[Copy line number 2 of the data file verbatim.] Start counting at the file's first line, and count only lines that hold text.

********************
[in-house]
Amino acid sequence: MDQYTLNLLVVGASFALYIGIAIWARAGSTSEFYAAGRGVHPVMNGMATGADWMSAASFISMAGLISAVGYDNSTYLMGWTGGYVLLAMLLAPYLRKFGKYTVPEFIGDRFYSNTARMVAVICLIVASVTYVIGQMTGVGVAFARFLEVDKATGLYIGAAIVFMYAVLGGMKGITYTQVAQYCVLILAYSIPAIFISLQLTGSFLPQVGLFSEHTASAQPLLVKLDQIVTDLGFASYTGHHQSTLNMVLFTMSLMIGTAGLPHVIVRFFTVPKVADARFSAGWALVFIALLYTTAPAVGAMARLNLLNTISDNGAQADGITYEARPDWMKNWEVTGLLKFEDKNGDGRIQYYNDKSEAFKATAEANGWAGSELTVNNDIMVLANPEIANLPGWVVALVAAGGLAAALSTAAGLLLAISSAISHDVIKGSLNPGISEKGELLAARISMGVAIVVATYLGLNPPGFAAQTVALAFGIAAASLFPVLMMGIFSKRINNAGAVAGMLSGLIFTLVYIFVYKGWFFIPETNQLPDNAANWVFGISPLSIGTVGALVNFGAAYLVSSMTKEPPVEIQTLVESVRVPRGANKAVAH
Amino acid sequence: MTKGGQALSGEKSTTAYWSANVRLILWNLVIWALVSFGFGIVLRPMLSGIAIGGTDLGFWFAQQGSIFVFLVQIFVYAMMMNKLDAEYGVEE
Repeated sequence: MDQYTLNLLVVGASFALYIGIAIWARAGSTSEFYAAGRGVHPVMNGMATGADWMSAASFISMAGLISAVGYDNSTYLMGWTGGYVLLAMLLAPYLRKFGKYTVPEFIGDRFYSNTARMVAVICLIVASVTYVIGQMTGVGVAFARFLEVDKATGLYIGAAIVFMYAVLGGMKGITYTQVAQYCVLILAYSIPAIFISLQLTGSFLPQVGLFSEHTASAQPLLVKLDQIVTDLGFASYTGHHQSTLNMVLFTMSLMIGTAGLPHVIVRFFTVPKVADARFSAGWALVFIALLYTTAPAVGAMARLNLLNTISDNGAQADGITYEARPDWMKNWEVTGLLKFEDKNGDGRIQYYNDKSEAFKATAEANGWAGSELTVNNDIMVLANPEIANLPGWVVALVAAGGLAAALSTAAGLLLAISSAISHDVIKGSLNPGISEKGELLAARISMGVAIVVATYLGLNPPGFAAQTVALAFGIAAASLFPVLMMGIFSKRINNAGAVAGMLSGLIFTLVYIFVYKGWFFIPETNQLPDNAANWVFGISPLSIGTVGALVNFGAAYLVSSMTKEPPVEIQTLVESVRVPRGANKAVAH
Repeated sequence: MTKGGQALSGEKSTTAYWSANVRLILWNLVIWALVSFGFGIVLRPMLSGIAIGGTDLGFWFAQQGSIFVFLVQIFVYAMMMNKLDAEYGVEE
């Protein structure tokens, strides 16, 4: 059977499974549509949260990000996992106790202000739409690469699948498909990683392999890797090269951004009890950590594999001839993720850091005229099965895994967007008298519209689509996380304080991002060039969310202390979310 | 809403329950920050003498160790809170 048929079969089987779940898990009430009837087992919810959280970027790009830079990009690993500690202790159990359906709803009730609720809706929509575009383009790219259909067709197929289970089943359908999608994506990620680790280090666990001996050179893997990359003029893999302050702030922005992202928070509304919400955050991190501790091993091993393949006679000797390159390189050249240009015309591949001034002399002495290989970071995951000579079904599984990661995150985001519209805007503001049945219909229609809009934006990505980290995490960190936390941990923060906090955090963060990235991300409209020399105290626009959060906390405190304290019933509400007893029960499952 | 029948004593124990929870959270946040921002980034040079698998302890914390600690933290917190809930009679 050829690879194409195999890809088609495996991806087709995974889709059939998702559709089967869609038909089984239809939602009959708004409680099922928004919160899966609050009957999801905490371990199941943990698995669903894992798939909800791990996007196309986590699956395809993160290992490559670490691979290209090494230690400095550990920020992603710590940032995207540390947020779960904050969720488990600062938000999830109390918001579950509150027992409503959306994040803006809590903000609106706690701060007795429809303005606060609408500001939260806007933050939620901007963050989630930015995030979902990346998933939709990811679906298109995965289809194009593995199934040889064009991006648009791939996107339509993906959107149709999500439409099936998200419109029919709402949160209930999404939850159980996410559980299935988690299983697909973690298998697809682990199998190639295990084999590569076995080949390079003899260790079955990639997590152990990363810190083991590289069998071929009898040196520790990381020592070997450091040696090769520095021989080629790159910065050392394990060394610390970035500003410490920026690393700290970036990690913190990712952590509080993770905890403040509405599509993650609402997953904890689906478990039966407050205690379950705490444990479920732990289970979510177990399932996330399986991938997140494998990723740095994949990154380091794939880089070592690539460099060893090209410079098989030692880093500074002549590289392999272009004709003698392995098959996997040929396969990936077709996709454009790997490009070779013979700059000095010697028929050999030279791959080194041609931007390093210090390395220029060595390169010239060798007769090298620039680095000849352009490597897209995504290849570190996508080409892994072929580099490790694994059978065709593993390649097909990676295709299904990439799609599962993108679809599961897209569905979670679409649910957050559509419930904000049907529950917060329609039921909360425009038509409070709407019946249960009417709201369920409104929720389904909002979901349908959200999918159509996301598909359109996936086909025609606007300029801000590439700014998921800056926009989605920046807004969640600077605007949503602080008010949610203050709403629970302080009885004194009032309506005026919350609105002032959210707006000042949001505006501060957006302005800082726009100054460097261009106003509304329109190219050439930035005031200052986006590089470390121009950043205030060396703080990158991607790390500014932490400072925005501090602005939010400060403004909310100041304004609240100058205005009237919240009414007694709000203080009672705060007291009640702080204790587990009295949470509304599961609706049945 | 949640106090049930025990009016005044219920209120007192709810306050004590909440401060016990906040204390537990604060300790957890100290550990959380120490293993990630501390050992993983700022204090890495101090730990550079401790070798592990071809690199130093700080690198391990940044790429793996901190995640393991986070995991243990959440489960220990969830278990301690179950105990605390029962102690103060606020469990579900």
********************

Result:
Amino acid sequence: MDQYTLNLLVVGASFALYIGIAIWARAGSTSEFYAAGRGVHPVMNGMATGADWMSAASFISMAGLISAVGYDNSTYLMGWTGGYVLLAMLLAPYLRKFGKYTVPEFIGDRFYSNTARMVAVICLIVASVTYVIGQMTGVGVAFARFLEVDKATGLYIGAAIVFMYAVLGGMKGITYTQVAQYCVLILAYSIPAIFISLQLTGSFLPQVGLFSEHTASAQPLLVKLDQIVTDLGFASYTGHHQSTLNMVLFTMSLMIGTAGLPHVIVRFFTVPKVADARFSAGWALVFIALLYTTAPAVGAMARLNLLNTISDNGAQADGITYEARPDWMKNWEVTGLLKFEDKNGDGRIQYYNDKSEAFKATAEANGWAGSELTVNNDIMVLANPEIANLPGWVVALVAAGGLAAALSTAAGLLLAISSAISHDVIKGSLNPGISEKGELLAARISMGVAIVVATYLGLNPPGFAAQTVALAFGIAAASLFPVLMMGIFSKRINNAGAVAGMLSGLIFTLVYIFVYKGWFFIPETNQLPDNAANWVFGISPLSIGTVGALVNFGAAYLVSSMTKEPPVEIQTLVESVRVPRGANKAVAH